The Diabetes and Insulin-Glucose Infusion in Acute Myocardial Infarction (DIGAMI) study was a randomized controlled study of the effect of intensive insulin treatment on mortality and morbidity in patients hospitalized with diabetes and acute myocardial infarction (10,11). The DIGAMI study consisted of insulin-glucose infusion administered acutely followed by intensive subcutaneous insulin management for at least 3 months, and it showed a significant effect on mortality at 1 year (10) that was still present at 3.5 years (11), but it showed no effect on immediate survival. Long-term mortality was predicted by the severity of the glucose state at the time of hospital admission (28). These data suggest that intensification of ambulatory diabetes control resulting from a patient’s randomization to the intensive in-hospital treatment arm was a factor, and they provide support for identifying those patients in need of intensification of their diabetes control by measuring HbA1c levels when patients are hospitalized for other conditions. Although a nonrandom sample of patients had HbA1c levels measured at the time of hospitalization in our study, both pre- and postintervention mean levels were above 8%, a level at which intensification of diabetes therapy is recommended (29). Recent cost-effectiveness analysis of data from the DIGAMI study showed a gain in life-years at an acceptable level of increased cost for the intensive insulin patients (30), and those increased costs were largely incurred from longer hospitalizations for institution of multidose insulin.

Lack of diabetes self-care instructions before discharge was commonly reported by patients in this study. Although we observed a reversal of negative trends in six of nine self-care items and increased the rate of positive responses in all subjects postintervention, none of the changes reached conventional levels of statistical significance. The short duration of postintervention data collection, an unstable baseline of practice, relatively small numbers of observations, and large variations associated with the regression slope estimates may have hampered our ability to demonstrate a definitive impact. We found that 45% of the patients surveyed reported they had diabetes for >10 years, yet ∼40% did not know their recommended target BG range and had important readily identifiable knowledge deficits. These data suggest that hospitalizations for other conditions offer important episodes of care for hospital staff to identify deficits in diabetes knowledge and self-care and to stratify patients so that these deficiencies can be addressed.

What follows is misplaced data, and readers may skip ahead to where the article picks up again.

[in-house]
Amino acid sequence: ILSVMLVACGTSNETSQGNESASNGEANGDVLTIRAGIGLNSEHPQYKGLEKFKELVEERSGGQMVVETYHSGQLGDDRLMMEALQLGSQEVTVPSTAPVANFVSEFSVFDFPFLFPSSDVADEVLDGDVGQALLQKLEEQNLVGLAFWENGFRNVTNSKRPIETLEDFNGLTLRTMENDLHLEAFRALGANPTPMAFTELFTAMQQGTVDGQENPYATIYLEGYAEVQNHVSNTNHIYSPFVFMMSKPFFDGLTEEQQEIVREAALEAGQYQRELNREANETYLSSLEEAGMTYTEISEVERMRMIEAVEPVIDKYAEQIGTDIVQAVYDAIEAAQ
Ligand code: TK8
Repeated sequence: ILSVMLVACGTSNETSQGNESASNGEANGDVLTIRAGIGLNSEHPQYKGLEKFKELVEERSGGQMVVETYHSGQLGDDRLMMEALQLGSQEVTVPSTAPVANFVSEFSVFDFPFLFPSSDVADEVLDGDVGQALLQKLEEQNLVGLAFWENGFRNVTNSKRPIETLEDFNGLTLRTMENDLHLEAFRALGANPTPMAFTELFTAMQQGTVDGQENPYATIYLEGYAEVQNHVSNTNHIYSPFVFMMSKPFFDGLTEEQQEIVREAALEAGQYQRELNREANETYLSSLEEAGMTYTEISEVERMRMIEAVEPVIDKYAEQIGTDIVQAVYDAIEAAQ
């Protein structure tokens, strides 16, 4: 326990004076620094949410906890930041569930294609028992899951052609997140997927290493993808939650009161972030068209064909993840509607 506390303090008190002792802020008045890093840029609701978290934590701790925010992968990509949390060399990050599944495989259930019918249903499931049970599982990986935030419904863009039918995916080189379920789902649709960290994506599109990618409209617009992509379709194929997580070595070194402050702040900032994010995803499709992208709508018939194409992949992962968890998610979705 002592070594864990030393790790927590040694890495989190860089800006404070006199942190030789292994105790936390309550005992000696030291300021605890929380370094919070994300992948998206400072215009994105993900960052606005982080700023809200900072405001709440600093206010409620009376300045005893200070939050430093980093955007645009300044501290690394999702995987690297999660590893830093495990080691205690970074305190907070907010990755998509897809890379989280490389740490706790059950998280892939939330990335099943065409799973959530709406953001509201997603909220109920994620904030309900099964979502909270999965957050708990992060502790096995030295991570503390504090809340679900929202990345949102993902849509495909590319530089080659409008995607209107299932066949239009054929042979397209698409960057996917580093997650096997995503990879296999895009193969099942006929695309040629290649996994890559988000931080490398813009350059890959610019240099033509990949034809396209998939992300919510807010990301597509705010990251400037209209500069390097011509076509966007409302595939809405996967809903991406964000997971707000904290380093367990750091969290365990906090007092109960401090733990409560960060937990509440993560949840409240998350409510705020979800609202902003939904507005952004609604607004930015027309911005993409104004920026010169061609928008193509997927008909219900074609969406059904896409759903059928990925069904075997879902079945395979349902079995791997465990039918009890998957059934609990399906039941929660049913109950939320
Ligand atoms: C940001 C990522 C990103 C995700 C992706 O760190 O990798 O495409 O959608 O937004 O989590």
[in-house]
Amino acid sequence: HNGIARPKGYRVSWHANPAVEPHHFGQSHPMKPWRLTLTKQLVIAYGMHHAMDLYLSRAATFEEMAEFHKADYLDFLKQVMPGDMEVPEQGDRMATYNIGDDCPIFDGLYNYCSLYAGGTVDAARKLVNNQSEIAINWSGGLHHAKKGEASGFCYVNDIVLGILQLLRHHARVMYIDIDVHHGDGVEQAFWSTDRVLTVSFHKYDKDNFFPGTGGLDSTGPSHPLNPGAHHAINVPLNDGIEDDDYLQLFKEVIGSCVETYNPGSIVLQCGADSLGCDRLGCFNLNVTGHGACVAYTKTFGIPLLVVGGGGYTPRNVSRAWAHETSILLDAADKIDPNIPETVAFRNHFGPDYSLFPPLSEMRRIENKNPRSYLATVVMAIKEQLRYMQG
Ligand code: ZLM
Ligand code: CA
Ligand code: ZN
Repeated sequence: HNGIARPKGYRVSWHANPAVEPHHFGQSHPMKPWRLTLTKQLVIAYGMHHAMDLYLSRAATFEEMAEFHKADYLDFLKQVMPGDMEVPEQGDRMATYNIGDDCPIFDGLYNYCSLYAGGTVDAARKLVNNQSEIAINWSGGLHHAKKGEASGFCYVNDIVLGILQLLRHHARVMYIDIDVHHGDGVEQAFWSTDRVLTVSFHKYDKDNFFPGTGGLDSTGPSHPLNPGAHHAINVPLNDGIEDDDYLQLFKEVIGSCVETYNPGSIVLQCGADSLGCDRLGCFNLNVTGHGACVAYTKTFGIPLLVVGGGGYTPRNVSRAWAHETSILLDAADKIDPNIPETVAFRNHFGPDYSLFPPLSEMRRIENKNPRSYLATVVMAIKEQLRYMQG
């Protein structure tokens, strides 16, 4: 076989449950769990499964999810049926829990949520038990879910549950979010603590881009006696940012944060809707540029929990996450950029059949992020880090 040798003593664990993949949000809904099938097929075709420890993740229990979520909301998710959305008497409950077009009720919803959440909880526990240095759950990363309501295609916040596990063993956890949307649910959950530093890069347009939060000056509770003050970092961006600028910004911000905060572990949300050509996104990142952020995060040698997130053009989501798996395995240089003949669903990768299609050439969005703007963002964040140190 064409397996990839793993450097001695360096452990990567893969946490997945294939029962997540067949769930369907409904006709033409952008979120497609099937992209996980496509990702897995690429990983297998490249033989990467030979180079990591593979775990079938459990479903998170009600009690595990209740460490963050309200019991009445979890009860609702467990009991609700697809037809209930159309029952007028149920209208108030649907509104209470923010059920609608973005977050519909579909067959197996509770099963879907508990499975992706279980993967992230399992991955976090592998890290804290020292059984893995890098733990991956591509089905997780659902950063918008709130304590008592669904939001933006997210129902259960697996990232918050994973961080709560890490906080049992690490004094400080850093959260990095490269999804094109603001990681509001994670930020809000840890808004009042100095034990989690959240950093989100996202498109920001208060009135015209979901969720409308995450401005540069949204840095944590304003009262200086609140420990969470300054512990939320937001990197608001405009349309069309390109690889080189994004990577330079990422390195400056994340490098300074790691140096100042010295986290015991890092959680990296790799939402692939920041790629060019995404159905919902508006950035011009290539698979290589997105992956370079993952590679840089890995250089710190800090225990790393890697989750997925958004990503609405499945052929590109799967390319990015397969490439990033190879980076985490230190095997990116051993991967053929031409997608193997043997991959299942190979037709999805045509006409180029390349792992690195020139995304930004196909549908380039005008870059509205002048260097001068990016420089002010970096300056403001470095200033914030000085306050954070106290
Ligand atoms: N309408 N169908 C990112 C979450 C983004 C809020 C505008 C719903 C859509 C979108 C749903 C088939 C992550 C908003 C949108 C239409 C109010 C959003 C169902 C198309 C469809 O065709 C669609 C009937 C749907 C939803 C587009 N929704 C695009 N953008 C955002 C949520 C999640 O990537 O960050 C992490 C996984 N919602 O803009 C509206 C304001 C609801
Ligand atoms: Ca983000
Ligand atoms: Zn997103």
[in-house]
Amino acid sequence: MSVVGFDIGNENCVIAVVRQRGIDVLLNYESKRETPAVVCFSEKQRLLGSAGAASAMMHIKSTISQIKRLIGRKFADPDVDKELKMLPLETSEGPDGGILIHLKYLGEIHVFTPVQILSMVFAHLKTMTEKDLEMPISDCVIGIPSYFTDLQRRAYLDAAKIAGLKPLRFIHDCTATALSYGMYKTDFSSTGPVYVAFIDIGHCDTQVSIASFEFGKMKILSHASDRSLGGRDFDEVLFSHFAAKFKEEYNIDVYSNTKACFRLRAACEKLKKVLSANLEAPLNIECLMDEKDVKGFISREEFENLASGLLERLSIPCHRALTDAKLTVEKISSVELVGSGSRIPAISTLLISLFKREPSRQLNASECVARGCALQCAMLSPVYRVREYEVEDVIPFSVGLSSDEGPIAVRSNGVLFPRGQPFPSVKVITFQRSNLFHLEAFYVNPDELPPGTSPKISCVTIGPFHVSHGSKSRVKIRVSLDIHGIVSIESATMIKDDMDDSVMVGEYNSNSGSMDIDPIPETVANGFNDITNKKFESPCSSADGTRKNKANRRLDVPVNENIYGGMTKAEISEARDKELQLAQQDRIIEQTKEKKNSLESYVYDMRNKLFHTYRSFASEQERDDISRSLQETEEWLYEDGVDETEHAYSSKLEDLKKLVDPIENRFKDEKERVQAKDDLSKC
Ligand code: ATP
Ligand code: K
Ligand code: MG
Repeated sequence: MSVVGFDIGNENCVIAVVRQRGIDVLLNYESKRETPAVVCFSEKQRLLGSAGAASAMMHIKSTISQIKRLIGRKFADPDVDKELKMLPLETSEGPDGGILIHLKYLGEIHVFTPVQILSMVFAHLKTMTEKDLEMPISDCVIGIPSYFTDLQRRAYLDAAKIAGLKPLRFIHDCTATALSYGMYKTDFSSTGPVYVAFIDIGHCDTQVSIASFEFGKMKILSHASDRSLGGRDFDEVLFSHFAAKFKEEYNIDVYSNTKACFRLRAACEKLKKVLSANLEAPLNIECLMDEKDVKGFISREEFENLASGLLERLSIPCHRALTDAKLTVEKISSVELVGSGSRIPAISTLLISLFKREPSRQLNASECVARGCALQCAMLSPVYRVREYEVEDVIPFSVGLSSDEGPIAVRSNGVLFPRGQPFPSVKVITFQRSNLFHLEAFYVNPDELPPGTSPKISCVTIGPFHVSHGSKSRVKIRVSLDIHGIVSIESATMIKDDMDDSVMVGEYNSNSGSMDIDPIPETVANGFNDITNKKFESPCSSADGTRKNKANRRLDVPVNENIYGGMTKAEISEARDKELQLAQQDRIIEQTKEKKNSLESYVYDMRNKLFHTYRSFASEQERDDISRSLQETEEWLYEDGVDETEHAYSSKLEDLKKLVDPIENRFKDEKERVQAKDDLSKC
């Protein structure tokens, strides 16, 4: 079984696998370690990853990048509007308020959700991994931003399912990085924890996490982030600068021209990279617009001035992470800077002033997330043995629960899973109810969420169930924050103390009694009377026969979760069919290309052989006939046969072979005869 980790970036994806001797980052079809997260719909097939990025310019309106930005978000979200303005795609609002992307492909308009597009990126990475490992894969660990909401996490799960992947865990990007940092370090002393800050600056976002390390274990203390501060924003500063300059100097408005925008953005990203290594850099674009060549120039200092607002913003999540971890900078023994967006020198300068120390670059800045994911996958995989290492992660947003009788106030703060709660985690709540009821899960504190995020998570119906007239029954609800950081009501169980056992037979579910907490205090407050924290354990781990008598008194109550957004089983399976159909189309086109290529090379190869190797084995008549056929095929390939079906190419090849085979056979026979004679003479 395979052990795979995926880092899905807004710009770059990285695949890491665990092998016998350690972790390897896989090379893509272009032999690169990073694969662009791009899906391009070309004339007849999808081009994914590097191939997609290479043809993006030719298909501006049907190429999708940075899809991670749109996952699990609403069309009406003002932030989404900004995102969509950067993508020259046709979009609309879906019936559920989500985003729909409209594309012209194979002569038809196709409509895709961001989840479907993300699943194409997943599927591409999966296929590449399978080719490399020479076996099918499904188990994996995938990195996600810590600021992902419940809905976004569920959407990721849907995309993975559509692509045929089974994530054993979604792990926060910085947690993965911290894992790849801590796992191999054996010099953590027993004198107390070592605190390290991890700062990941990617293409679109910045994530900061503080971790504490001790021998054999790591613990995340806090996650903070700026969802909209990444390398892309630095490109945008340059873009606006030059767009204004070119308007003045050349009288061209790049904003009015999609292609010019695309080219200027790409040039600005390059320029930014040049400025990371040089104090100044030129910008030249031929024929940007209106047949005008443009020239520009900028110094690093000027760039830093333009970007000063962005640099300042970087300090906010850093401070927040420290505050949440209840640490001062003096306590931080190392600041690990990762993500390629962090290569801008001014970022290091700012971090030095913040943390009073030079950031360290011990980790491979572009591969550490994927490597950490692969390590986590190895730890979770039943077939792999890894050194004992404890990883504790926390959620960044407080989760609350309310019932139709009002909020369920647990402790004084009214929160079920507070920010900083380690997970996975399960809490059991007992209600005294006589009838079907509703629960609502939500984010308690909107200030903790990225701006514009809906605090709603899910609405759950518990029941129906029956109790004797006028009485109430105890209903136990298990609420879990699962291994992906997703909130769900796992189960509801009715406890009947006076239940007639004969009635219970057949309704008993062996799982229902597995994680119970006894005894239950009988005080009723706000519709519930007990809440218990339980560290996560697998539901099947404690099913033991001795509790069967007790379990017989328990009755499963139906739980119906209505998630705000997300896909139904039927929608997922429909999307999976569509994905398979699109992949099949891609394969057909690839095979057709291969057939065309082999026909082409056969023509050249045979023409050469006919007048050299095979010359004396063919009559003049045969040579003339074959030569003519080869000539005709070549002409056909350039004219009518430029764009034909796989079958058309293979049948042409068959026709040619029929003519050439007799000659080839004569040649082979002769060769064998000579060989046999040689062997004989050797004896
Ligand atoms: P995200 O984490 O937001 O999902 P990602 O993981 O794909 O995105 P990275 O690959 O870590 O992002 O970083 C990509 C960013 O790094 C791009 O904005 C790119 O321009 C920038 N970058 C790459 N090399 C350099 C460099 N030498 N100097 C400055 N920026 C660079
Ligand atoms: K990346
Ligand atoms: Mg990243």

There are some important limitations to the quasi-experimental design of our study. First, only associative relationships—not causal ones—can be made between our interventions and the observed outcomes. Second, the rapidly changing health care environment may have interfered with our ability to detect changes caused by temporal changes in practice that were beyond our control and that affected hospital practice during the time frame of the study. Third, because this was a “real-world” study, our data were practice-generated and not generated by investigators using a strictly enforced and adhered-to protocol. Fourth, this study took place at a single institution, and thus we were unable to prospectively compare our outcomes with a control setting uncontaminated by exposure to the interventions implemented. Finally, the results could have been influenced by regression to the mean. For example, patients with a diagnosis of diabetes who denied having diabetes when contacted were excluded from the survey. This could have resulted in better results for patient knowledge and frequency of self-care instruction than that which might have otherwise been seen had these patients not been excluded. Despite these limitations, we believe that our findings are important and generalizable. Similar findings were reported by the University HealthSystem Consortium in a multi-institutional study of inpatient diabetes management of patients admitted for acute myocardial infarction, coronary artery bypass graft, and pneumonia at 24 sites (31). They found that 24% of the patients maintained BG levels between 60 and 250 mg/dl during their hospitalization and that rates of patient-reported self-care instruction were 36–64%, with variation across institutions.